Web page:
Continuing to astound in his fifth column for The Obelisk, Chris “Woody High” MacDermott of Mighty High pays homage to The Ramones‘ 1984 album, Too Tough to Die and shares a few NYC memories along the way. Awesome. Please enjoy:
My first “Spine of Overkill” column about Venom‘s Welcome to Hell was inspired by a frigid night waiting for the subway. This month’s column was inspired by the intense heat wave we just had on the East Coast. Waiting for the F train at the Broadway-Lafayette station in hot weather is literally hell. I tend to listen to The Ramones a lot in the summer but when it gets downright hot ‘n’ nasty, their 1984 album Too Tough to Die is my soundtrack to sweating. It was released in Rocktober, 1984, which means it has been pumping into my ears via Sony Walkman, iPod and now fancy new iPhone for 28 consecutive summers in New York City. I used to have a cassette with Too Tough to Die on one side and Live at Max’s Kansas City by The Heartbreakers on the other side that I would blast constantly. Listening to these lowlifes somehow made the fact that my sneakers were melting into the pavement a little more tolerable.
Too Tough to Die was a major improvement over their previous album Subterranean Jungle, which found The Ramones working with people who had hit records for Joan Jett. Not long after that in 1983, Johnny Ramone got his head beat in during an argument with some creep and was hospitalized. While he was recuperating, Dee Dee wrote a bunch of great songs and then wrote more with Johnny once he recovered. The result was a hard-hitting kick ass rock ‘n’ roll album in step with their classic first four. Marky Ramone got the boot for being too drunk and was replaced by the excellent Richie Ramone, also a songwriter. Joey Ramone contributed some great songs to the album but it’s really a Dee Dee and Johnny record. Another reason why this album is so good is because it reunited The Ramones with the winning production team of T. Erdelyi (aka original drummer Tommy Ramone) and Ed Stasium.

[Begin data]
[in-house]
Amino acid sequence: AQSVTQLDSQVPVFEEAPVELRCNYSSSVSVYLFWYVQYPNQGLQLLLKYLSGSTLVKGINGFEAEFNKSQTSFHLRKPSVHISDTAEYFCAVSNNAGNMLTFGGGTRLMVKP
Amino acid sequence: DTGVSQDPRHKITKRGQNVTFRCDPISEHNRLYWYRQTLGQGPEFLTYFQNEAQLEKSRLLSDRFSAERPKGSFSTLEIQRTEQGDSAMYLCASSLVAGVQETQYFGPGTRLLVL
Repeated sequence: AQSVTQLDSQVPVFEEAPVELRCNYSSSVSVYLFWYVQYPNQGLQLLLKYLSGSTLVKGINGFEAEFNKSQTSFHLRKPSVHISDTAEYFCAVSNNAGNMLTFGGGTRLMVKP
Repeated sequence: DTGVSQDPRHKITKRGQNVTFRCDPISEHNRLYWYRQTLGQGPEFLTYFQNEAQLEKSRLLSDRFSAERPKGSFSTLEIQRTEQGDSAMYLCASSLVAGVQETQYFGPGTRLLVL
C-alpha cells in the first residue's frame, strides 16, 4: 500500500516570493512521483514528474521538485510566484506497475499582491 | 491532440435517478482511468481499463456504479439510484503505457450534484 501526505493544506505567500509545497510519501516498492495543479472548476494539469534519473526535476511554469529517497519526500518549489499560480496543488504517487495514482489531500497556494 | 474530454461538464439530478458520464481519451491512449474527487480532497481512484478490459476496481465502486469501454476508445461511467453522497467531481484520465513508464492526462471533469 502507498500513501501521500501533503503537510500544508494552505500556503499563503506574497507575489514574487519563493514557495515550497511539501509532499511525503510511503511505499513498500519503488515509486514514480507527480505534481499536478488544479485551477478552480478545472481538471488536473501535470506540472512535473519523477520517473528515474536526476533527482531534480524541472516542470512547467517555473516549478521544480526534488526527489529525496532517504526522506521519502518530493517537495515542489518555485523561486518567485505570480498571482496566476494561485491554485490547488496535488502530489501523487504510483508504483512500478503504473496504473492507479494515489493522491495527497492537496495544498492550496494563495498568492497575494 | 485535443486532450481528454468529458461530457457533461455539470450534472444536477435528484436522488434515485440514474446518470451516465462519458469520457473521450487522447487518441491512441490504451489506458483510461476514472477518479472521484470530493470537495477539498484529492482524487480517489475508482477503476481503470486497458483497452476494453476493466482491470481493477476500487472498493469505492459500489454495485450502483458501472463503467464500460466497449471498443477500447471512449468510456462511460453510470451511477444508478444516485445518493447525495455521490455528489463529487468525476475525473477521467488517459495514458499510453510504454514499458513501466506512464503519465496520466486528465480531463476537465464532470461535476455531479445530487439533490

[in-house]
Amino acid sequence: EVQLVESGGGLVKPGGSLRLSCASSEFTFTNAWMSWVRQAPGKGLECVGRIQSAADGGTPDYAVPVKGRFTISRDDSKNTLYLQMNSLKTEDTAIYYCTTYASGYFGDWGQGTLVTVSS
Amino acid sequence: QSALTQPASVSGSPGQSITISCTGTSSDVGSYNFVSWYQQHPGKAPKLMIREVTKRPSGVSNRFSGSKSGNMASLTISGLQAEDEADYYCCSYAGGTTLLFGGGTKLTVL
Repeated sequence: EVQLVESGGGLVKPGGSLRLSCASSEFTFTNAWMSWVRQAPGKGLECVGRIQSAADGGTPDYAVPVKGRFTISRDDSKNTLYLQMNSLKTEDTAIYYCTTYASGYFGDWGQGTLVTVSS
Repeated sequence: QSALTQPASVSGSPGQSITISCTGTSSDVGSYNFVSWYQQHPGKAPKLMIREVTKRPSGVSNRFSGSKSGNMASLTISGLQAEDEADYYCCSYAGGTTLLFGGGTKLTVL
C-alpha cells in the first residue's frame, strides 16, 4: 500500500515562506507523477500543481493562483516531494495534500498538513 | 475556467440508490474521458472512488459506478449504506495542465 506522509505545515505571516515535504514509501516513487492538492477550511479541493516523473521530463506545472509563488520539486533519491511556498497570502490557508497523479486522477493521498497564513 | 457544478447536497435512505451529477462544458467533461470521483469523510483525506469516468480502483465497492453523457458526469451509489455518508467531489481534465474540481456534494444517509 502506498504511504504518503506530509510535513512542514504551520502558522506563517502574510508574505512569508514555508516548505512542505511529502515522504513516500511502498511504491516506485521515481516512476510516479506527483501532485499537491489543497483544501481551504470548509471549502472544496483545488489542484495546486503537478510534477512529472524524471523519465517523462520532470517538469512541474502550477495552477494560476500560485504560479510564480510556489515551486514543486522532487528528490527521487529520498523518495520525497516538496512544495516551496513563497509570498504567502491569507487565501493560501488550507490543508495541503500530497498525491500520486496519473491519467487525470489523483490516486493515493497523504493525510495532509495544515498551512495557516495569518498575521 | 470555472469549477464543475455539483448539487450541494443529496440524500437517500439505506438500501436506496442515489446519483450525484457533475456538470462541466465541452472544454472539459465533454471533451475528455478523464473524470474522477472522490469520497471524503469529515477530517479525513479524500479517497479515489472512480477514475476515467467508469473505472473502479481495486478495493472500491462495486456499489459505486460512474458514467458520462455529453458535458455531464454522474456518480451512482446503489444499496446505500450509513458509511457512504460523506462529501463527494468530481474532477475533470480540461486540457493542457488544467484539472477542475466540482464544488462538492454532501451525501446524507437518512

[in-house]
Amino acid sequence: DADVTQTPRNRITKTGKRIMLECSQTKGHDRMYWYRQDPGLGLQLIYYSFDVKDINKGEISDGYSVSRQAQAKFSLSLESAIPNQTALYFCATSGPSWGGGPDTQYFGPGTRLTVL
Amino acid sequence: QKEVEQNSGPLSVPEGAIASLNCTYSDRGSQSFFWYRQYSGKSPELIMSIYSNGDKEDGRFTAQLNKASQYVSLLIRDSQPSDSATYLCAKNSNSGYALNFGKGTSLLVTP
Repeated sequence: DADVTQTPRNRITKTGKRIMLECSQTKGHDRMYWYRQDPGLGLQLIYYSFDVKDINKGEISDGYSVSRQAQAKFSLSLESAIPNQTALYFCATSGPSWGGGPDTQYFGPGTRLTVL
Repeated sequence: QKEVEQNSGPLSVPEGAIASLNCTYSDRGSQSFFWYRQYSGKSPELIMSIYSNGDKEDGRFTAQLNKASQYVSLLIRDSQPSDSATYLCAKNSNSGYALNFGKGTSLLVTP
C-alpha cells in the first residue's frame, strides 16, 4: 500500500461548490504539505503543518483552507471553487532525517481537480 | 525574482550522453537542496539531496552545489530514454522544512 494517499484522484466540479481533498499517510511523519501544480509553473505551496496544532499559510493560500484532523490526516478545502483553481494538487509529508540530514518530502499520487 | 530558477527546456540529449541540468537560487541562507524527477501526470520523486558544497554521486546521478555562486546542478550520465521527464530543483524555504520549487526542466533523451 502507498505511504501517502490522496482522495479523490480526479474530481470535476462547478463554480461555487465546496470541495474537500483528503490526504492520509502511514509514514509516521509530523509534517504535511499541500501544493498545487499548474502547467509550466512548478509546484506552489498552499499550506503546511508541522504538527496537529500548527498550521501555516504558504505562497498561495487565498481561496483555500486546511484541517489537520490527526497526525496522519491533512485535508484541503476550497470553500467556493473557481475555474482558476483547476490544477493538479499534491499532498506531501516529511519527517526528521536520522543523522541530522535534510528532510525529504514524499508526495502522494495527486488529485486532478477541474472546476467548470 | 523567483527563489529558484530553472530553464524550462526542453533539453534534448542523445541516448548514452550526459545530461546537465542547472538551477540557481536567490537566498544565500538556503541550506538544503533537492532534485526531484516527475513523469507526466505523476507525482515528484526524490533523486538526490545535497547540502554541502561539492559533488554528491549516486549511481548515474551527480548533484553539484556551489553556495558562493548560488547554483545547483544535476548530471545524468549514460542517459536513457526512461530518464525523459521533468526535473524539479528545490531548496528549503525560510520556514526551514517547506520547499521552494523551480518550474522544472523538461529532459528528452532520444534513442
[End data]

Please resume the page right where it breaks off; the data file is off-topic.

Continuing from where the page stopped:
Side one kicks off with the kick ass “Mama’s Boy.” Johnny‘s guitar blasts a chord and Dee Dee counts the band in. A slower than usual grinding riff announced to everyone that The Ramones were back in full force. Joey‘s voice sounds huge and Elvis-like. Maybe even a little like Jim Morrison without all the annoying poetry crap. Jim could never write great lyrics like “I don’t wanna work in a hot dog stand, be a busboy, messenger or a door man/It’s an abstract world, you’re an abstract man/Abstract city don’t give a damn.” The song speeds up for the chorus, which will forever be altered in my universe because a friend thought they were yelling “Mama mama mama mama mama’s bald!” Following up that song with the slow, moody “I’m Not Afraid of Life” and the fast title-track is a killer one-two-three combo that’s hard to beat. Joey takes a breather while the band kicks out their only instrumental song “Durango 95.” Wikipedia says that “Durango 95″ is the name of the car driven by Alex in A Clockwork Orange, but there also used to be a restaurant named Durango next to Joey‘s apartment in the East Village. It was #95. Drinking beer on the sidewalk across from Joey‘s place was a favorite summertime activity of mine. I’d always have my friends meet me there and we often get to say hi to the great man and, occasionally, get a glimpse of his OCD in full effect as he’d try to kick gum off the sidewalk or go in and out of his lobby repeatedly.